|we walk through Shiraz to the Citadel|
|the Citadel Shiraz|
The huge tiled panel over the entrance shows the famous Persian warrior Rostam fighting the white devil Deev, from the long epic poem Shahnameh written by the Persian eleventh century poet Ferdowski.
|our first picnic and gorgeous Iranian cakes|
Picnicking is an Iranian institution and they have perfected it to an art form. Everywhere we travel we see families picnicking - by the side of the road, in gardens, at special picnic sites, at viewpoints, even in car parks. The blankets are spread out, shoes left at the edges, and family groups kneel and sit cross legged enjoying this most sociable of gatherings.
|all we get to see of the church of|
Simon the Zealot
After coming out of the citadel we are to experience the first of many picnics back at the coach. We soon discover that the tour buses, guides and drivers are all geared up for this always welcome refreshment. They invariably produced delicious local cakes and biscuits to supplement the coffee and tea served from large thermos flasks replenished daily at the hotels.
Suitably refreshed, we can only walk past and glimpse the
the Zealot. Simon was martyred in church of Simon Iran,
and the church is apparently open for all on Sundays, but not at other times it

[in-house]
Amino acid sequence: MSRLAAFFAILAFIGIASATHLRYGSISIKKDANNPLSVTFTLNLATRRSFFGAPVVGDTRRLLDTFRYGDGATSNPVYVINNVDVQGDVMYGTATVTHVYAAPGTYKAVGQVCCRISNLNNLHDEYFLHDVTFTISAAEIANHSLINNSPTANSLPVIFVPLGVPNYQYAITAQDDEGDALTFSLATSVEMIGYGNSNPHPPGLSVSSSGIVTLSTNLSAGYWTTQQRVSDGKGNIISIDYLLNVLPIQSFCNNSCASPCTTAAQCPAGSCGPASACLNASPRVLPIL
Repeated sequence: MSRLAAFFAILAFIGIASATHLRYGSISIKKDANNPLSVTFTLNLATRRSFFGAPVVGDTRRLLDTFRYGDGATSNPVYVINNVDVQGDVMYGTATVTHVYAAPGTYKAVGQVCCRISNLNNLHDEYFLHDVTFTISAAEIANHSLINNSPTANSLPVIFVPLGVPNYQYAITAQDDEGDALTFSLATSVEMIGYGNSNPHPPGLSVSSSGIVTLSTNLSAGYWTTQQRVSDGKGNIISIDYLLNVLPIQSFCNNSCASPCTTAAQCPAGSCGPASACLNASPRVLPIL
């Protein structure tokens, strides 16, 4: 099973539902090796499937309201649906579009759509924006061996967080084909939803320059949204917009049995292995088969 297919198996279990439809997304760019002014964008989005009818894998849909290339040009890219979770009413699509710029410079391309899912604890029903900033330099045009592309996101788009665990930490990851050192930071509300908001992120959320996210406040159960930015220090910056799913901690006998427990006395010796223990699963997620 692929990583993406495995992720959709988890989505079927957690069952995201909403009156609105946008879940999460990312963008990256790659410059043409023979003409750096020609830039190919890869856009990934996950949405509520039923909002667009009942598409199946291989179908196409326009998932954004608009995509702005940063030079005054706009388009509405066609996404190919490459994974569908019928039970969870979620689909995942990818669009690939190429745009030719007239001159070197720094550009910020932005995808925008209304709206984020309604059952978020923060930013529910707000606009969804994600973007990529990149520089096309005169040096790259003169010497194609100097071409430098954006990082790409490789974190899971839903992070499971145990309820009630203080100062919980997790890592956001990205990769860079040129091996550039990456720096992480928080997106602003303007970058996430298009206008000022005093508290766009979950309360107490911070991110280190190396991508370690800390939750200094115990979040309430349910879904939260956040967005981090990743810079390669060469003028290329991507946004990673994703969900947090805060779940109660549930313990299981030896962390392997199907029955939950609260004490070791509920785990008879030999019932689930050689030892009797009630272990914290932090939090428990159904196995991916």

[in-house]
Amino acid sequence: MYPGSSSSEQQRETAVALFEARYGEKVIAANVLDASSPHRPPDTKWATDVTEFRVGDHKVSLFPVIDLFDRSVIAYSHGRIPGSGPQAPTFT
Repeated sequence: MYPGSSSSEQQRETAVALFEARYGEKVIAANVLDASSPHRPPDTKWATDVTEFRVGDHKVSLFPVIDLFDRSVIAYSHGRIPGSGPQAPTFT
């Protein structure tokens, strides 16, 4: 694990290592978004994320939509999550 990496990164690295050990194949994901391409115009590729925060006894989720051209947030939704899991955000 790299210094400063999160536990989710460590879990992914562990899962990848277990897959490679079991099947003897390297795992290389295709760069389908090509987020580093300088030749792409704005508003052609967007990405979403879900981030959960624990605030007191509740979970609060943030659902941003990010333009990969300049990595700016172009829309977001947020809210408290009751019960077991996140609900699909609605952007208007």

seems. There is also a Zoroastrian fire temple and an Armenian Christian Church
in Shiraz, but
again access is not straightforward.
|steps lead up to the Tomb of Hafeiah|
Our final visit of the day is to the Tomb of Hafeziah, the much loved fourteenth century Shirazi love poet. The tomb is beneath an octagonal kiosk surrounded by pleasant gardens, and is much visited by Iranian families and tourists alike. The Iranians love poetry and revere their own poets, often able to quote large passages from the best known works.
As we leave we are approached by a man with a canary - for a small sum, the canary will randomly pick a card from a collection - the chosen couplet from Hafez's anthology The Divan, is a charming alternative to our horoscope.
|fortune telling budgie|
Supper tonight is at Shatar Abbas One - they were making bread and pastries as we went in. As a result the bread was lovely and fresh. The veggie option was a plate of sliced fried peppers which was quite unimaginative - the others had the usual meat kebabs. Tea was a very long time coming after the meal.
Some of us walk back through the extensive
to our hotel. Even late at night it is relaxed and friendly with quite young
families strolling, and young men playing board games at tables. It has been a
very pleasant first day and introduction to this incredible country. And each
day seems to be better than the last. Azadi Park
Tomorrow we will visit Persepolis.